5. Methods and Counting Crime
An understanding of quality research methods is fundamental to informed citizenship, scientific advancement, economic activity and government decision-making. While research designs vary depending on a number of factors such as the topic being studied, the variables under consideration and the preferences and training of who is conducting the research, a basic research design is a good place to start in discussing research methods. In the subsections below, and as shown in Figure 5.1, each of the nine steps of this basic research process are outlined, beginning with planning.
A key part of the planning stage is knowing what your objectives are. Are you trying to discover new information, or are you trying to find an answer to influence policy and programs? As you start to plan, you start to take a look at other studies on the topic. You look at the (or theories) referred to in those studies and the they may have set out to test. You start to think about what your own research question(s) might be.
As you envision and start to become clearer on the key question(s) for your own research project, you are engaging in and creating a mental picture of what your research methods will look like and what the concepts of interest are. You are very specific about what these concepts mean in your project. For example, if you want to study the fear of crime, what exactly do you mean by fear and what kind of crime are you referring to? Are you interested in whether people are afraid to walk alone at night, or are you interested in whether they are afraid that their identity will be stolen? You continue to review existing literature. This can help shape your image of your research project and identify what gaps exist in the literature, which you may choose to address in your own project.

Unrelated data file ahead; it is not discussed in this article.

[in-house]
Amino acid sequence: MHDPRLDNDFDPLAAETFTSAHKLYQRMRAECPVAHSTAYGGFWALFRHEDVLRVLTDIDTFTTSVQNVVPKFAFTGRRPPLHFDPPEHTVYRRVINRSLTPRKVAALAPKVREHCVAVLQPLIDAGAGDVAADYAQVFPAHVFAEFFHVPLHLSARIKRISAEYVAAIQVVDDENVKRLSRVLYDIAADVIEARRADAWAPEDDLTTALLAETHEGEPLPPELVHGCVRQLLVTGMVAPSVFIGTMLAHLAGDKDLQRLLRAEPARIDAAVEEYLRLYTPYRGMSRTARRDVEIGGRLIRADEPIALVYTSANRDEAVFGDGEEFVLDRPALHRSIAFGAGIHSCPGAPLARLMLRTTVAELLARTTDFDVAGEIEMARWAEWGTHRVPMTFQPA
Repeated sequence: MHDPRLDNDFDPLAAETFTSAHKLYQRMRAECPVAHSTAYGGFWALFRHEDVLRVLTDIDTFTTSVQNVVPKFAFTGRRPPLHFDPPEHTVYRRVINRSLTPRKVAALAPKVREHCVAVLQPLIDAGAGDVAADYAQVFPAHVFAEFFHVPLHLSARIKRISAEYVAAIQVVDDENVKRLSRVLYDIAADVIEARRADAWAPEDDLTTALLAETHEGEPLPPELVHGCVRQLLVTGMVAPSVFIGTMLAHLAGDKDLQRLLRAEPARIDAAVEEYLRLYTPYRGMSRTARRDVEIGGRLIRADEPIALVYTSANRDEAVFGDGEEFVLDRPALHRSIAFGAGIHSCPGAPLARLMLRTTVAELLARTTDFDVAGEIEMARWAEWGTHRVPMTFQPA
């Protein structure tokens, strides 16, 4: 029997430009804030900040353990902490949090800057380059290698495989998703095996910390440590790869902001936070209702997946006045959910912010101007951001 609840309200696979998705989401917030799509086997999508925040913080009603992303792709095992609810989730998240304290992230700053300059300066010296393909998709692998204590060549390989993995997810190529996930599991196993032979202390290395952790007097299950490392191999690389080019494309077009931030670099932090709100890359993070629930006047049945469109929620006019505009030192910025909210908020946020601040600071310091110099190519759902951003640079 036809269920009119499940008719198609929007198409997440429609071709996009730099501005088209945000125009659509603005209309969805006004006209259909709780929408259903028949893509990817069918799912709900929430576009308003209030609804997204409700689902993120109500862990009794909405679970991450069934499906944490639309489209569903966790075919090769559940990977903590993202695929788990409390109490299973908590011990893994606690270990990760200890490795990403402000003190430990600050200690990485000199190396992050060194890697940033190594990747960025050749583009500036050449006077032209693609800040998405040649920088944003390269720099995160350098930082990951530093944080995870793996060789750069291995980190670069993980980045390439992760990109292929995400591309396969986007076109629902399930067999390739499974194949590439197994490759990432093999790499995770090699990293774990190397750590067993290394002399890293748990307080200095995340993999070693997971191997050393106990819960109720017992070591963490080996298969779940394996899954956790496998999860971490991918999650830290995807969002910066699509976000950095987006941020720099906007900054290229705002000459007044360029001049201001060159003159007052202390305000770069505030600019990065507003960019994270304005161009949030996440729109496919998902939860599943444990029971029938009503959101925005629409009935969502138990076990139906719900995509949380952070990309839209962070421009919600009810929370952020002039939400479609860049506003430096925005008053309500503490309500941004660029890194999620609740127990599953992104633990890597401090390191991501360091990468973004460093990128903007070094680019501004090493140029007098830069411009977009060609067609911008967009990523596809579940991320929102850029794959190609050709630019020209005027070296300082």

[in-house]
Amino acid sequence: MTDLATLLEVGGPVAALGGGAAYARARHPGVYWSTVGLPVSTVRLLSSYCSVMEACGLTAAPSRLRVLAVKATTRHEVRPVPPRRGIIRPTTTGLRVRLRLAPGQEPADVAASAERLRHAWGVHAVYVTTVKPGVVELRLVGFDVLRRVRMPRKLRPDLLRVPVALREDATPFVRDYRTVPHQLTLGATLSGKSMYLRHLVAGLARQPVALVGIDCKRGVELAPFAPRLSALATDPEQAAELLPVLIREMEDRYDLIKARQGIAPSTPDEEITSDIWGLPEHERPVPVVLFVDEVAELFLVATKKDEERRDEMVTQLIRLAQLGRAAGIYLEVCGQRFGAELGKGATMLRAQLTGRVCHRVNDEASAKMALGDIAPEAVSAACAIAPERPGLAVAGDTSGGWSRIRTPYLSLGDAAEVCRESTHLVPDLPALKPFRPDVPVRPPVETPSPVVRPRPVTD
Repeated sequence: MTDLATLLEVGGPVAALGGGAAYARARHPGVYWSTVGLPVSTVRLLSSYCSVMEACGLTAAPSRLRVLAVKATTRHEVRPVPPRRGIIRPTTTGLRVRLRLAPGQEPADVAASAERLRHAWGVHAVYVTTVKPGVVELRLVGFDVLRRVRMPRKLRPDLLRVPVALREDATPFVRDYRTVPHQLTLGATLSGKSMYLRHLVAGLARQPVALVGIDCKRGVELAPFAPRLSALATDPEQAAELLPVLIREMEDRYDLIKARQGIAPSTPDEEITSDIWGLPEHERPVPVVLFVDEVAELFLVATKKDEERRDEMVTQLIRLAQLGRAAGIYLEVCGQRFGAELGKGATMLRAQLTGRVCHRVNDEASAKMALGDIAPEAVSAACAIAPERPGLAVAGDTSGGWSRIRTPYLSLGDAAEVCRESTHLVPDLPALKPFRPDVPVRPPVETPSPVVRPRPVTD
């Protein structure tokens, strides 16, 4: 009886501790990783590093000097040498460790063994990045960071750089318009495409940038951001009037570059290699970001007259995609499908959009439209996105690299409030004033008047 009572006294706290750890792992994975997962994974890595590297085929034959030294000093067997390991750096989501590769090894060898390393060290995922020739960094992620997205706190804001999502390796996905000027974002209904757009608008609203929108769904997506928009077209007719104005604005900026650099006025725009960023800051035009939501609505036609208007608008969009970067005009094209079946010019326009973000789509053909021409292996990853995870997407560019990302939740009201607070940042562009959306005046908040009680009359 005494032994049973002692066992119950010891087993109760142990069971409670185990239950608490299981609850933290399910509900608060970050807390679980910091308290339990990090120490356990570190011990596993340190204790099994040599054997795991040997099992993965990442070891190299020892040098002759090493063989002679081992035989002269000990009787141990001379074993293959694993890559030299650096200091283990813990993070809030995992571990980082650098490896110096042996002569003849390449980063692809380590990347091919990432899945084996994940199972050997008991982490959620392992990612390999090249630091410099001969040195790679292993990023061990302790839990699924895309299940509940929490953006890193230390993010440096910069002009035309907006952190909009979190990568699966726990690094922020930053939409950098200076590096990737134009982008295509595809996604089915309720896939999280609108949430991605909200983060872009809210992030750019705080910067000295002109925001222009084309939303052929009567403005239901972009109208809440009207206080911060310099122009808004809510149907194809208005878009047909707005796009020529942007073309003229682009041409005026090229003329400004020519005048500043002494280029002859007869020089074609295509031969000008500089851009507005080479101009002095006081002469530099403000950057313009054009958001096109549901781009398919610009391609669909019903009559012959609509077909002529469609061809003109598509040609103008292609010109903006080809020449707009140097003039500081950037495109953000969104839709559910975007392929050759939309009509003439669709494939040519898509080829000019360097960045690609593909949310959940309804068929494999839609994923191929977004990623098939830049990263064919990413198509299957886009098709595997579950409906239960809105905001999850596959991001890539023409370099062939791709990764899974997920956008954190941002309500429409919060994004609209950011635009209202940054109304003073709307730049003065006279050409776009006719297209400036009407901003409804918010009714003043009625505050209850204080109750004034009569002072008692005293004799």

Choice of Method
As you think about what you are studying, you need to choose a particular method that is suited to answer your research question. For instance, determining someone’s opinion about something might best be captured by using a , whereas learning about actual behaviours may best be documented through observations in . Looking at what methods were used in other studies on the same or a similar topic may be helpful here.
Now that you have identified the concepts and chosen the most appropriate method to answer your research question, you must determine specifically how you will measure the concepts. This is called . For instance, in a survey, what specific wording for the questions and options for answers will accurately capture the concepts of interest? If you are doing field research, what specific observations will you be making?